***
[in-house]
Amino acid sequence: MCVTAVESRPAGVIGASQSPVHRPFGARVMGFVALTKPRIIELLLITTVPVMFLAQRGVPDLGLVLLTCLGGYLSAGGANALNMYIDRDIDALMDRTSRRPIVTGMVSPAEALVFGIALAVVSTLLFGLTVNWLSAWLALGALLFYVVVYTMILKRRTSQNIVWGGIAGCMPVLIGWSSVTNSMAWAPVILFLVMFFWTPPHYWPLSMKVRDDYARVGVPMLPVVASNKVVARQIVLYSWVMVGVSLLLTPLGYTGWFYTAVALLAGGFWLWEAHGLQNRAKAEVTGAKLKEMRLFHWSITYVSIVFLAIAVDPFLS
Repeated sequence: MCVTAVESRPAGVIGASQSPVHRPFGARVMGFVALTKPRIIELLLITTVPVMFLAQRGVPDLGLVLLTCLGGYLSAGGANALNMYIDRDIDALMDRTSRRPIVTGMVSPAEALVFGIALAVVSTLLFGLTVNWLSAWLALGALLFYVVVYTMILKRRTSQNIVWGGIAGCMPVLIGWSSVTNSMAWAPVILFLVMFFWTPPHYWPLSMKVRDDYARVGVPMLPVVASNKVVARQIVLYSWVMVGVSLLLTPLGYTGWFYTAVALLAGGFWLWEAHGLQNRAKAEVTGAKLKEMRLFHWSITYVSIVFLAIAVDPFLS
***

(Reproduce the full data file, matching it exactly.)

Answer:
[in-house]
Amino acid sequence: MCVTAVESRPAGVIGASQSPVHRPFGARVMGFVALTKPRIIELLLITTVPVMFLAQRGVPDLGLVLLTCLGGYLSAGGANALNMYIDRDIDALMDRTSRRPIVTGMVSPAEALVFGIALAVVSTLLFGLTVNWLSAWLALGALLFYVVVYTMILKRRTSQNIVWGGIAGCMPVLIGWSSVTNSMAWAPVILFLVMFFWTPPHYWPLSMKVRDDYARVGVPMLPVVASNKVVARQIVLYSWVMVGVSLLLTPLGYTGWFYTAVALLAGGFWLWEAHGLQNRAKAEVTGAKLKEMRLFHWSITYVSIVFLAIAVDPFLS
Repeated sequence: MCVTAVESRPAGVIGASQSPVHRPFGARVMGFVALTKPRIIELLLITTVPVMFLAQRGVPDLGLVLLTCLGGYLSAGGANALNMYIDRDIDALMDRTSRRPIVTGMVSPAEALVFGIALAVVSTLLFGLTVNWLSAWLALGALLFYVVVYTMILKRRTSQNIVWGGIAGCMPVLIGWSSVTNSMAWAPVILFLVMFFWTPPHYWPLSMKVRDDYARVGVPMLPVVASNKVVARQIVLYSWVMVGVSLLLTPLGYTGWFYTAVALLAGGFWLWEAHGLQNRAKAEVTGAKLKEMRLFHWSITYVSIVFLAIAVDPFLS